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EVERY STEP CONTESTED.

WERE OUR PLANS KNOWN TO THE…

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WERE OUR PLANS KNOWN TO THE BOERS? The two official telegrams from the Boer side are somewhat remarkable for the knowledge they show of our plans. The first, which was sent so long back as Tuesday, says Sir Redver Builer's second move was a reconnaissance in force with an armoured train and a large body, supported by cannon, to- wards Colenso on the preceding night. This, no doubt, refers to the reconnaissance by the troops from Chievely Camp. A heavy bombardment, the report adds, ensued, after which the British re- turned to camp, having wounded one Boer. The burgher forces made no reply. The message describes the movement from Chievely as a feint TO COVER EXTENSIVE MOVEMENTS up the river. In the second despatch, on Thursday, the Boer Commandant, says the British troops were still in the same position. They had not then got a single gun acros-I the river, but from the ridges of Zwart's Kop a battery and a half of siege guns opened fire on the Boer position. Frequently, also, five naval guns were fired simultaneously at one redoubt. The bombardment, the despatch SITS, was one of the most terrifying ever witnessed on land. On this occasion, however, the message makes no mention of the Boer casualties. Telegrams from the front received in Pretoria announced that on Saturday morning the British troops were still crossing the Tugela and taking up po.-n ions on lhe northern side. A battle was expected shortly.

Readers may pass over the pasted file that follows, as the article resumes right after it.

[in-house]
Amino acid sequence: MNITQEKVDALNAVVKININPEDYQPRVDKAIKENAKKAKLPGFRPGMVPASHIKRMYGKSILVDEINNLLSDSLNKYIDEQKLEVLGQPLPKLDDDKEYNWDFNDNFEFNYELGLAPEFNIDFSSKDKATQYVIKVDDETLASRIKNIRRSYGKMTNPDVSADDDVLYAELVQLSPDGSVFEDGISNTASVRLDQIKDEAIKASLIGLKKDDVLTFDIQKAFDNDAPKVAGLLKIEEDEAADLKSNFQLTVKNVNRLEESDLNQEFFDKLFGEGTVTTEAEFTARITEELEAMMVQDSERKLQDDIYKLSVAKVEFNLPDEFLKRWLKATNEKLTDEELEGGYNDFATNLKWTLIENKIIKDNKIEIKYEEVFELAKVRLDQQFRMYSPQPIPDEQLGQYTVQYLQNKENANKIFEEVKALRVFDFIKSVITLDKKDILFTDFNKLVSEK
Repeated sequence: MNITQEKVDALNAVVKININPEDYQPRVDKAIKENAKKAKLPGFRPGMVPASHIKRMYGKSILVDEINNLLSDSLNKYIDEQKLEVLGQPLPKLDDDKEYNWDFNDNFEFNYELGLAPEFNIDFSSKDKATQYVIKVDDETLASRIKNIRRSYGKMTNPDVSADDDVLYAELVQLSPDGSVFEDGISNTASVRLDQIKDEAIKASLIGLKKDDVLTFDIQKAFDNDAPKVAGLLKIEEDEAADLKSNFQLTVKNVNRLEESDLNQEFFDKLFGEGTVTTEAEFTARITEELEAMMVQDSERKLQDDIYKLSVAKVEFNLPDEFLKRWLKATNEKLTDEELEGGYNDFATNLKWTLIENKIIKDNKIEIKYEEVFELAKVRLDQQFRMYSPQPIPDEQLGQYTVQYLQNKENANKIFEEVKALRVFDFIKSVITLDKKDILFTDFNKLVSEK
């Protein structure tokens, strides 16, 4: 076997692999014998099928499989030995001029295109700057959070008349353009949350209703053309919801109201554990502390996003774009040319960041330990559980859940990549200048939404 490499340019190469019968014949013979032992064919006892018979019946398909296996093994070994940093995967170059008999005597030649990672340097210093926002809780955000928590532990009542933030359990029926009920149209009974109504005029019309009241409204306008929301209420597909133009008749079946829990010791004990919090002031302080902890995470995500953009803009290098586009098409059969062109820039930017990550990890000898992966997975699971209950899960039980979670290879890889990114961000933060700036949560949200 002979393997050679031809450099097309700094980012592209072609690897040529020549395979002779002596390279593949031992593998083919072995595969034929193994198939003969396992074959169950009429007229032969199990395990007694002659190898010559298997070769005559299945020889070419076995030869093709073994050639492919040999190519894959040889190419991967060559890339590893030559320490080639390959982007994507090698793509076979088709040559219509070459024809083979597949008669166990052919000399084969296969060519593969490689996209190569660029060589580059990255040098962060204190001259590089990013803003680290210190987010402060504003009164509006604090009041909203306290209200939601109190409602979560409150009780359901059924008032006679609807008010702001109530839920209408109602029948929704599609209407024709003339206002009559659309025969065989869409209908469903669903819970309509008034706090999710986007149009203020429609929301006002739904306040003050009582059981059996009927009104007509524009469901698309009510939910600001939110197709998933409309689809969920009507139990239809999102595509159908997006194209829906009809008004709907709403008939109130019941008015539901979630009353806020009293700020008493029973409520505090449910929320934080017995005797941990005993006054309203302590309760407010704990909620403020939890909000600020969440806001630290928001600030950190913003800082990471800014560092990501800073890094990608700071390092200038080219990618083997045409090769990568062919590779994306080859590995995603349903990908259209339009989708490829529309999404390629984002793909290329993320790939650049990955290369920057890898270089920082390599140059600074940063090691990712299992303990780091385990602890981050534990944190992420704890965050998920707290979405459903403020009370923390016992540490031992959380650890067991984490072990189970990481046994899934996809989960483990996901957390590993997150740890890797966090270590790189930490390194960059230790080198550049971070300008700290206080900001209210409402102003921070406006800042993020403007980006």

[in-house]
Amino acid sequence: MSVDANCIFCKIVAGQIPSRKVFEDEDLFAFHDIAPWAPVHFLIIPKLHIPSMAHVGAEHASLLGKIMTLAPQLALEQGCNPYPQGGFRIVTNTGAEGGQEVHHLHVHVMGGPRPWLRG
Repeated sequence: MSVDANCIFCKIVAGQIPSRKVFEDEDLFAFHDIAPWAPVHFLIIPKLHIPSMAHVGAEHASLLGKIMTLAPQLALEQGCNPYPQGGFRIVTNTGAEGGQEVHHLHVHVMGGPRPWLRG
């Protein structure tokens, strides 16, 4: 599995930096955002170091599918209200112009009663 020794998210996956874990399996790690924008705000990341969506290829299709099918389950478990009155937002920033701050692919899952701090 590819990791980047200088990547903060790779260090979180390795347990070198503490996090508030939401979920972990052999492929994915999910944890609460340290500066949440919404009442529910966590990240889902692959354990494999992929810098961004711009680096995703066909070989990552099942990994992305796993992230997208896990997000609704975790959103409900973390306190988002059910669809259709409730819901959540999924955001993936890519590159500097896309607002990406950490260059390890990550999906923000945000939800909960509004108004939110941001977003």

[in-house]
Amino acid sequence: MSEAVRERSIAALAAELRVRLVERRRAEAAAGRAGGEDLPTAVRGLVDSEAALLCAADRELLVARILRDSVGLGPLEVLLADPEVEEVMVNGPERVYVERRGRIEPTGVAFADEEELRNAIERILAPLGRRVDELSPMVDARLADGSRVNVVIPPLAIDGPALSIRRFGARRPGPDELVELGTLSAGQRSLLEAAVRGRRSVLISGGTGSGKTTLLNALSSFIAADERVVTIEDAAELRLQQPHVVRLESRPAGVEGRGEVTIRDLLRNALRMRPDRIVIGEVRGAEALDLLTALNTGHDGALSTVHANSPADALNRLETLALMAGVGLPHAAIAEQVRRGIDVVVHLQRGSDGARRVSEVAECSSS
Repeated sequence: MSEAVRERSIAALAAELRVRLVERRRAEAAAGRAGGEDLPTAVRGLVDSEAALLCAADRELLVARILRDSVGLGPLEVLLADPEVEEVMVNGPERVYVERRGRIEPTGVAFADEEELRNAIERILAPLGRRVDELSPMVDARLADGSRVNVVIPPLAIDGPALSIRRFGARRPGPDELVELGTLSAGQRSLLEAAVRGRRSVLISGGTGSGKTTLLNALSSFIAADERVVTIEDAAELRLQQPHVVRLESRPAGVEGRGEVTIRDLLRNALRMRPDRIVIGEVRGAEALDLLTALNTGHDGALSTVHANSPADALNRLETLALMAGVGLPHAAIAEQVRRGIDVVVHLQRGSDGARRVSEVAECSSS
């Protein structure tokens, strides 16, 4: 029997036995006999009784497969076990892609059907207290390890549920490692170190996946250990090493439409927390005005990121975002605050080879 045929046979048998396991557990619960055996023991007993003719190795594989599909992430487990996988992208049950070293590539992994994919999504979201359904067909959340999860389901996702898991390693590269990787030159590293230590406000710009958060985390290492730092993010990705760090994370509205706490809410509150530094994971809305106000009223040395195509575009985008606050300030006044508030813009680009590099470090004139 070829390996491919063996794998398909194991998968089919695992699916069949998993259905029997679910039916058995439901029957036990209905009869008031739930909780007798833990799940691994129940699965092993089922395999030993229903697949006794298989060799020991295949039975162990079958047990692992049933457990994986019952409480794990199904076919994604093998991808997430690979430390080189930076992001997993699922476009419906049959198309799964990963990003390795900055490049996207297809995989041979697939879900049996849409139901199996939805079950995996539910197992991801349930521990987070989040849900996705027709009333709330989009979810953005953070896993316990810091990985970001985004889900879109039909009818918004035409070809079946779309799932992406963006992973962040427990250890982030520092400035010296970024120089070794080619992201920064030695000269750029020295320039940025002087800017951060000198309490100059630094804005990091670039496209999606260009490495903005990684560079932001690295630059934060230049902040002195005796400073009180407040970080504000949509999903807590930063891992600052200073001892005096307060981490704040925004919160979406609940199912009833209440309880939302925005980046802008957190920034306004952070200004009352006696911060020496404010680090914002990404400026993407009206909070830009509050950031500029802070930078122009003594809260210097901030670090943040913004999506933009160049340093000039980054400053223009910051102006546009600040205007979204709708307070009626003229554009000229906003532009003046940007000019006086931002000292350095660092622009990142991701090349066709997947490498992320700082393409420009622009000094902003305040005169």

SATURDAY'S FIGHTING. 1

STEADY BRITISH SUCCESSES.

NEWS FROM BULLER.

SUCCESSFUL ATTACK BY LORD…

WITH FRENCH'S COLUMN.

THE MODDER RIVER RECON-j NAISSANCE.

A CRITICAL MOMENT.

THE LADYSMITH FIGHTING.

THE BOERS REPORTED IN FINANCIAL…

" FOR ENGLAND."

COUNTY MEETING AT SHREWSBURY.